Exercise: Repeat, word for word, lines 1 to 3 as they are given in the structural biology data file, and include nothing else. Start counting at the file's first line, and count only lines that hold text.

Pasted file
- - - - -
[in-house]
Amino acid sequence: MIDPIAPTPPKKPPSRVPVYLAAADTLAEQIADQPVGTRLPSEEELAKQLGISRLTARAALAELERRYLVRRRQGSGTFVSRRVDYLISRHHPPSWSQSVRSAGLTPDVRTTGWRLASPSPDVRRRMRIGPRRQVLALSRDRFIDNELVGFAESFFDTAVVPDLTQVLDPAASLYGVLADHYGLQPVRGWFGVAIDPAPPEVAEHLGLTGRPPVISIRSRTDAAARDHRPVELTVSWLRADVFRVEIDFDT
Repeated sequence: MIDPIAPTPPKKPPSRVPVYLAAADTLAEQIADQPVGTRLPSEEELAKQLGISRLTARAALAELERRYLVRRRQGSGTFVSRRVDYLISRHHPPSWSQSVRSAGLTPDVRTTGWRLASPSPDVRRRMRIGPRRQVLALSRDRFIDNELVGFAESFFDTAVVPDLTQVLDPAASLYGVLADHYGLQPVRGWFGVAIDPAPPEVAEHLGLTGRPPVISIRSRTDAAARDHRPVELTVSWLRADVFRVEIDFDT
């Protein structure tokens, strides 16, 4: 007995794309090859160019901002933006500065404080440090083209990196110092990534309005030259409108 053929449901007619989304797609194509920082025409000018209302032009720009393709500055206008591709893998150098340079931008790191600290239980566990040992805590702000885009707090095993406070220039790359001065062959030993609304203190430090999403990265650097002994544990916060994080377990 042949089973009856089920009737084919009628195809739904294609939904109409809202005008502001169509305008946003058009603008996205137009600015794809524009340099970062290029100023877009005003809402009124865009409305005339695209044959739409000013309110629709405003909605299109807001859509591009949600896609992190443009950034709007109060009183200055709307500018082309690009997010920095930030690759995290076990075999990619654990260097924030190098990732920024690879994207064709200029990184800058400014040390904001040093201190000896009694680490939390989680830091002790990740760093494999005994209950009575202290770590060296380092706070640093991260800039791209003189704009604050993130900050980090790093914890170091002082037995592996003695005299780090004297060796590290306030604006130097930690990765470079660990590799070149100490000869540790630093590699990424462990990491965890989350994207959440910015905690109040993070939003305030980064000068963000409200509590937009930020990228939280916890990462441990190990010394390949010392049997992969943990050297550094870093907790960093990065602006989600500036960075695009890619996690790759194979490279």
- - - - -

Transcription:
[in-house]
Amino acid sequence: MIDPIAPTPPKKPPSRVPVYLAAADTLAEQIADQPVGTRLPSEEELAKQLGISRLTARAALAELERRYLVRRRQGSGTFVSRRVDYLISRHHPPSWSQSVRSAGLTPDVRTTGWRLASPSPDVRRRMRIGPRRQVLALSRDRFIDNELVGFAESFFDTAVVPDLTQVLDPAASLYGVLADHYGLQPVRGWFGVAIDPAPPEVAEHLGLTGRPPVISIRSRTDAAARDHRPVELTVSWLRADVFRVEIDFDT
Repeated sequence: MIDPIAPTPPKKPPSRVPVYLAAADTLAEQIADQPVGTRLPSEEELAKQLGISRLTARAALAELERRYLVRRRQGSGTFVSRRVDYLISRHHPPSWSQSVRSAGLTPDVRTTGWRLASPSPDVRRRMRIGPRRQVLALSRDRFIDNELVGFAESFFDTAVVPDLTQVLDPAASLYGVLADHYGLQPVRGWFGVAIDPAPPEVAEHLGLTGRPPVISIRSRTDAAARDHRPVELTVSWLRADVFRVEIDFDT